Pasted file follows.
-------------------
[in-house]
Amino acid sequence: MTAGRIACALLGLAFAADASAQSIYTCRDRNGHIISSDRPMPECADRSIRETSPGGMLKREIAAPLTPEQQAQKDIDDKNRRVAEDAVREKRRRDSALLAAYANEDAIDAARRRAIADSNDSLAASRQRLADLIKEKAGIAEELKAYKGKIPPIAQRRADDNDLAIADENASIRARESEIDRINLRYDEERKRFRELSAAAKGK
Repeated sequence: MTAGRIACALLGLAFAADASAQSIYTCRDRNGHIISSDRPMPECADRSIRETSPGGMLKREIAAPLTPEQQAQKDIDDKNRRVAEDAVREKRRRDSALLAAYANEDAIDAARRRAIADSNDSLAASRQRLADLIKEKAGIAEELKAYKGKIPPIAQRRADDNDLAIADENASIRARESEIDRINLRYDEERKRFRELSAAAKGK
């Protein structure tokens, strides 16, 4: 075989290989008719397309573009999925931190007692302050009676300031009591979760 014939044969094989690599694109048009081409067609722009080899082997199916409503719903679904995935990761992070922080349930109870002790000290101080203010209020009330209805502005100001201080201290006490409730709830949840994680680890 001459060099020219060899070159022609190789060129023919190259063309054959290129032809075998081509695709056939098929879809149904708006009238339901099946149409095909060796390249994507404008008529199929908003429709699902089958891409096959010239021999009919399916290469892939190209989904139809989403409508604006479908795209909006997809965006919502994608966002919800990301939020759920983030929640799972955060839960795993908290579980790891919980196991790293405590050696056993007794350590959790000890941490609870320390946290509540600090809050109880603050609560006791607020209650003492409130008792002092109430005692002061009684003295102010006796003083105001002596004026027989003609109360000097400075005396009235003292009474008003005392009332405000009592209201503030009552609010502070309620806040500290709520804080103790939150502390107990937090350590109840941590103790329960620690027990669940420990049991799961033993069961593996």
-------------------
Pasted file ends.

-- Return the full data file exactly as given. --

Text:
[in-house]
Amino acid sequence: MTAGRIACALLGLAFAADASAQSIYTCRDRNGHIISSDRPMPECADRSIRETSPGGMLKREIAAPLTPEQQAQKDIDDKNRRVAEDAVREKRRRDSALLAAYANEDAIDAARRRAIADSNDSLAASRQRLADLIKEKAGIAEELKAYKGKIPPIAQRRADDNDLAIADENASIRARESEIDRINLRYDEERKRFRELSAAAKGK
Repeated sequence: MTAGRIACALLGLAFAADASAQSIYTCRDRNGHIISSDRPMPECADRSIRETSPGGMLKREIAAPLTPEQQAQKDIDDKNRRVAEDAVREKRRRDSALLAAYANEDAIDAARRRAIADSNDSLAASRQRLADLIKEKAGIAEELKAYKGKIPPIAQRRADDNDLAIADENASIRARESEIDRINLRYDEERKRFRELSAAAKGK
């Protein structure tokens, strides 16, 4: 075989290989008719397309573009999925931190007692302050009676300031009591979760 014939044969094989690599694109048009081409067609722009080899082997199916409503719903679904995935990761992070922080349930109870002790000290101080203010209020009330209805502005100001201080201290006490409730709830949840994680680890 001459060099020219060899070159022609190789060129023919190259063309054959290129032809075998081509695709056939098929879809149904708006009238339901099946149409095909060796390249994507404008008529199929908003429709699902089958891409096959010239021999009919399916290469892939190209989904139809989403409508604006479908795209909006997809965006919502994608966002919800990301939020759920983030929640799972955060839960795993908290579980790891919980196991790293405590050696056993007794350590959790000890941490609870320390946290509540600090809050109880603050609560006791607020209650003492409130008792002092109430005692002061009684003295102010006796003083105001002596004026027989003609109360000097400075005396009235003292009474008003005392009332405000009592209201503030009552609010502070309620806040500290709520804080103790939150502390107990937090350590109840941590103790329960620690027990669940420990049991799961033993069961593996």